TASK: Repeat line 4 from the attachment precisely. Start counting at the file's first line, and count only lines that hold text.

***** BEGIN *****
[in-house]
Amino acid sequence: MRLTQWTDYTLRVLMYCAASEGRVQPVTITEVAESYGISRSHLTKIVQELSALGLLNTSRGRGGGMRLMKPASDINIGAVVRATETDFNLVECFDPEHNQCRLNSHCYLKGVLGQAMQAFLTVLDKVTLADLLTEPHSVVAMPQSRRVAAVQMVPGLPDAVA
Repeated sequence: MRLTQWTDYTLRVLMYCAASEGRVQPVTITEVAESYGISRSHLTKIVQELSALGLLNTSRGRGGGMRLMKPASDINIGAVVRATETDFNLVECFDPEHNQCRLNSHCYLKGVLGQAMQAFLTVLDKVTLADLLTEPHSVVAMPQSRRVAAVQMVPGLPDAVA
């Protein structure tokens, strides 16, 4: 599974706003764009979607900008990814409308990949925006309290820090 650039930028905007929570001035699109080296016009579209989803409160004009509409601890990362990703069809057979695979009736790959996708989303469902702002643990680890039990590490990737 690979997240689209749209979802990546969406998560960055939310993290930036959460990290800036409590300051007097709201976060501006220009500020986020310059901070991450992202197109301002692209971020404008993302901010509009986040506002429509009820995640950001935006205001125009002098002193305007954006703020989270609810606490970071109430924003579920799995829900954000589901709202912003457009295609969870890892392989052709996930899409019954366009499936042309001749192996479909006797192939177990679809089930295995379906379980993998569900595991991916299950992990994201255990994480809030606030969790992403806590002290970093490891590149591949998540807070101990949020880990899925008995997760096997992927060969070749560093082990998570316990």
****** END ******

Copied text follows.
């Protein structure tokens, strides 16, 4: 599974706003764009979607900008990814409308990949925006309290820090 650039930028905007929570001035699109080296016009579209989803409160004009509409601890990362990703069809057979695979009736790959996708989303469902702002643990680890039990590490990737 690979997240689209749209979802990546969406998560960055939310993290930036959460990290800036409590300051007097709201976060501006220009500020986020310059901070991450992202197109301002692209971020404008993302901010509009986040506002429509009820995640950001935006205001125009002098002193305007954006703020989270609810606490970071109430924003579920799995829900954000589901709202912003457009295609969870890892392989052709996930899409019954366009499936042309001749192996479909006797192939177990679809089930295995379906379980993998569900595991991916299950992990994201255990994480809030606030969790992403806590002290970093490891590149591949998540807070101990949020880990899925008995997760096997992927060969070749560093082990998570316990």